Lineup Composition Effects on Eyewitness Identification
Fitzgerald, Ryan Joseph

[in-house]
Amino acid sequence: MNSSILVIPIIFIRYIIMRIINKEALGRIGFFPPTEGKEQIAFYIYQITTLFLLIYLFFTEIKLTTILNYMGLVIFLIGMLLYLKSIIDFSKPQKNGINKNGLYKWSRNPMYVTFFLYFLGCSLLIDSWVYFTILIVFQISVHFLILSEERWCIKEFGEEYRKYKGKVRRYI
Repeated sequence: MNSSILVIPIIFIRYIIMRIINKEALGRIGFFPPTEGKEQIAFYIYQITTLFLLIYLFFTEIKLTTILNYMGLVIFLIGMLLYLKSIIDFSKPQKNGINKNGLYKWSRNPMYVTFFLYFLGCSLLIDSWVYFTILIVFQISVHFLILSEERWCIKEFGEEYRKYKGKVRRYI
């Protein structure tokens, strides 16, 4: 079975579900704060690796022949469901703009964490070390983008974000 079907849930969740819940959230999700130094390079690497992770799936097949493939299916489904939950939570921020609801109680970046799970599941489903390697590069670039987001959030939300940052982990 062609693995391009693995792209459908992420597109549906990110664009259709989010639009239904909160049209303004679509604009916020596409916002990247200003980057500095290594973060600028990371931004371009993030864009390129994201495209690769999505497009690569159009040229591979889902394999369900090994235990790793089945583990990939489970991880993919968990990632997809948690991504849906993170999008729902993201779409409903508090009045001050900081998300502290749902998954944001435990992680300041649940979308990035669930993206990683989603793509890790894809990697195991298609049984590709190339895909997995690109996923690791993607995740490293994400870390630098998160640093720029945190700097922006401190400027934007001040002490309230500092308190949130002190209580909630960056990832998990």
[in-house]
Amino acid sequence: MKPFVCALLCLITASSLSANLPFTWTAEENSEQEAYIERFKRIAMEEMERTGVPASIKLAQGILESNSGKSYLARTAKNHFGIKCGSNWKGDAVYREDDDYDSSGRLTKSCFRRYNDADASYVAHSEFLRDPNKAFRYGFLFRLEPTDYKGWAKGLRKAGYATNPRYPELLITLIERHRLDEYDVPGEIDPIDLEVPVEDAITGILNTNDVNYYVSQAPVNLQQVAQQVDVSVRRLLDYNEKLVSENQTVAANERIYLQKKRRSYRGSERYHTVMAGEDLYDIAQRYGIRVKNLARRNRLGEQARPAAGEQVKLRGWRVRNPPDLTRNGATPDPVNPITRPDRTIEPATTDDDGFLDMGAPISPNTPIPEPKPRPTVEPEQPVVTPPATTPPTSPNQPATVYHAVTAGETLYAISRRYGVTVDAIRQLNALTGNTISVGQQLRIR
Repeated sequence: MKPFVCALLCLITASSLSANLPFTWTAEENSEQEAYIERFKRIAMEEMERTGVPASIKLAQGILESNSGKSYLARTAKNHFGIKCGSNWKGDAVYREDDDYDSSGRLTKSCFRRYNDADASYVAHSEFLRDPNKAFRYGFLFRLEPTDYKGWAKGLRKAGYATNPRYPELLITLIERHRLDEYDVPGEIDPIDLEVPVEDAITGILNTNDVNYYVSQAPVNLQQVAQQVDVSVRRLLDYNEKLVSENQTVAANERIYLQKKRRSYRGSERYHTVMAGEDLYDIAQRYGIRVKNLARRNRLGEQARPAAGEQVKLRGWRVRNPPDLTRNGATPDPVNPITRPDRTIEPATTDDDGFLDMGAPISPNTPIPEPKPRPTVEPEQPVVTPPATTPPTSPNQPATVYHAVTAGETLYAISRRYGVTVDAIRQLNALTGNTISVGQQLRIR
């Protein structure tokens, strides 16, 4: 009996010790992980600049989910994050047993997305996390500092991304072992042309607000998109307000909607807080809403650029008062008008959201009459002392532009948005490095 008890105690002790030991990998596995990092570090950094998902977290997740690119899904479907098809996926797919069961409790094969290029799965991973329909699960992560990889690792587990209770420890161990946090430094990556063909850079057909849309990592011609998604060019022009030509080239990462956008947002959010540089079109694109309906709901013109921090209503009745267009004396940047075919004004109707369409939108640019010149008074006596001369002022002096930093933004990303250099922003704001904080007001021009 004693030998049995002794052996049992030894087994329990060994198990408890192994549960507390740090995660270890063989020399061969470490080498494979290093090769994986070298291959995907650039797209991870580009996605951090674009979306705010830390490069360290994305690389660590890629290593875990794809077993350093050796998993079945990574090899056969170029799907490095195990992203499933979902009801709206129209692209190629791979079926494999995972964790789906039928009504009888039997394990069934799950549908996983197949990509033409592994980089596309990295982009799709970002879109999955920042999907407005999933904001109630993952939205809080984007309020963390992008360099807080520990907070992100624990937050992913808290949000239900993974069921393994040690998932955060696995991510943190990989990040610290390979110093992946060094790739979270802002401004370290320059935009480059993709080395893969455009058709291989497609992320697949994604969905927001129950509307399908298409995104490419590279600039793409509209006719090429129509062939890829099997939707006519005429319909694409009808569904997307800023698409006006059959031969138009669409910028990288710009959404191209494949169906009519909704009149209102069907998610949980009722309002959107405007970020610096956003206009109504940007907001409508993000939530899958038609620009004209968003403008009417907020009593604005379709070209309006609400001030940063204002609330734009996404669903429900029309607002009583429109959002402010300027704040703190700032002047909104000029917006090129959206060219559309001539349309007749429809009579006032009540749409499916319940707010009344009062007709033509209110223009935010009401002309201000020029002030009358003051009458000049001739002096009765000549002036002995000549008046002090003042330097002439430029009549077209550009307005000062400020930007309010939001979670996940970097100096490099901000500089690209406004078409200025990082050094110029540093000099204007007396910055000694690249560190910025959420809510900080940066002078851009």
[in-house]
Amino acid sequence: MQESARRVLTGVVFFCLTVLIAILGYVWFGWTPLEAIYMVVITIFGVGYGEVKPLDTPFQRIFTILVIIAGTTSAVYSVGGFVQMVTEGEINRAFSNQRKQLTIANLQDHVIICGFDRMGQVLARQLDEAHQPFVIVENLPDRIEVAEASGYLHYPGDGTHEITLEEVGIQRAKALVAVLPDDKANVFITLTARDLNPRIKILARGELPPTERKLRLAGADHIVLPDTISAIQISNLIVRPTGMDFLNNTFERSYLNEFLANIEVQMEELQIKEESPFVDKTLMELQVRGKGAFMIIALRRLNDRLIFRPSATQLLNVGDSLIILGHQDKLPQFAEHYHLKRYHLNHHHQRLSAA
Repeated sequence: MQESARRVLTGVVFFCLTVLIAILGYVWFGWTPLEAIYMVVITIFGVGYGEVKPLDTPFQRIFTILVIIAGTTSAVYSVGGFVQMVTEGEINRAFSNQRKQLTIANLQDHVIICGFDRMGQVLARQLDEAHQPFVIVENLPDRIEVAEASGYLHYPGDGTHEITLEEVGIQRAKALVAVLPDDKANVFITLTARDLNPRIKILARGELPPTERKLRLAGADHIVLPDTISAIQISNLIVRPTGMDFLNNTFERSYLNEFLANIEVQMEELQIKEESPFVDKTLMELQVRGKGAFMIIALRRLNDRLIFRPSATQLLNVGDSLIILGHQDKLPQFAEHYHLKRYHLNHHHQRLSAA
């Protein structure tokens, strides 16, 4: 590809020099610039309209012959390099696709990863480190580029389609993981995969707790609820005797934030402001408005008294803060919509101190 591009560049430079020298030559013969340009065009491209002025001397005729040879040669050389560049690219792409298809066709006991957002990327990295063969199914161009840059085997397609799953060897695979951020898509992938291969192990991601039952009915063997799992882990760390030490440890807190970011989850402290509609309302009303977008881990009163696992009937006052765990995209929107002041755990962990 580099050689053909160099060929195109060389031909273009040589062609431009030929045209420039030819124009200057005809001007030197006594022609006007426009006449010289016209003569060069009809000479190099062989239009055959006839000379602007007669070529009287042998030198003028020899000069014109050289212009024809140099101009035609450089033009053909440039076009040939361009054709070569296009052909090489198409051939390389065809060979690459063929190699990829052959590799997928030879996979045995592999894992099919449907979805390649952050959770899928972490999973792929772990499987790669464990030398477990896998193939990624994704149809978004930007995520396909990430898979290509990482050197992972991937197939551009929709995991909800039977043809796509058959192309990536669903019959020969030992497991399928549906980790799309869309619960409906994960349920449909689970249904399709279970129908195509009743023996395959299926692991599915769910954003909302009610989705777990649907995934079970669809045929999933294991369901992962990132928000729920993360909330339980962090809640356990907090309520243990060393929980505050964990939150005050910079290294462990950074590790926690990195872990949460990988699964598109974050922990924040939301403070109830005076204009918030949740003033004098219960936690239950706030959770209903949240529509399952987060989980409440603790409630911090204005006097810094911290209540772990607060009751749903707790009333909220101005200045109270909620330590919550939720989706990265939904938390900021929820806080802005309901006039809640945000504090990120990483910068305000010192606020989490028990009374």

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Whenever lineups are prepared for eyewitness identification, the investigator constructing the lineup must decide how to choose lineup members to appear in the lineup with the person under investigation. Accordingly, three research projects were conducted to inform lineup construction practices. The first project is a meta-analysis of lineup similarity effects. Results of the meta-analysis suggest that biased lineups yield the highest rate of suspect identifications, regardless of whether that person is guilty or innocent. When lineups with moderately similar members are compared with lineups containing highly similar members, increasing similarity reduces innocent suspect identifications and has only a small and nonsignificant effect on correct identifications. Two experimental studies were then conducted using morphing software to systematically manipulate the degree of similarity between lineup members who are known be innocent (fillers) and the lineup member who is under investigation (the suspect). In the first experiment, lineups with moderately high similarity fillers yielded a higher correct identification rate than did lineups with very high similarity fillers. When comparable procedures were used in the second experiment, fillers of low and moderately low similarity to the culprit yielded nearly identical correct identification rates. In both experiments, increasing suspect-filler similarity led to a decrease in innocent suspect misidentifications. The accumulation of evidence from the three research projects suggests lineups would be best constructed with fillers of moderate similarity to the suspect.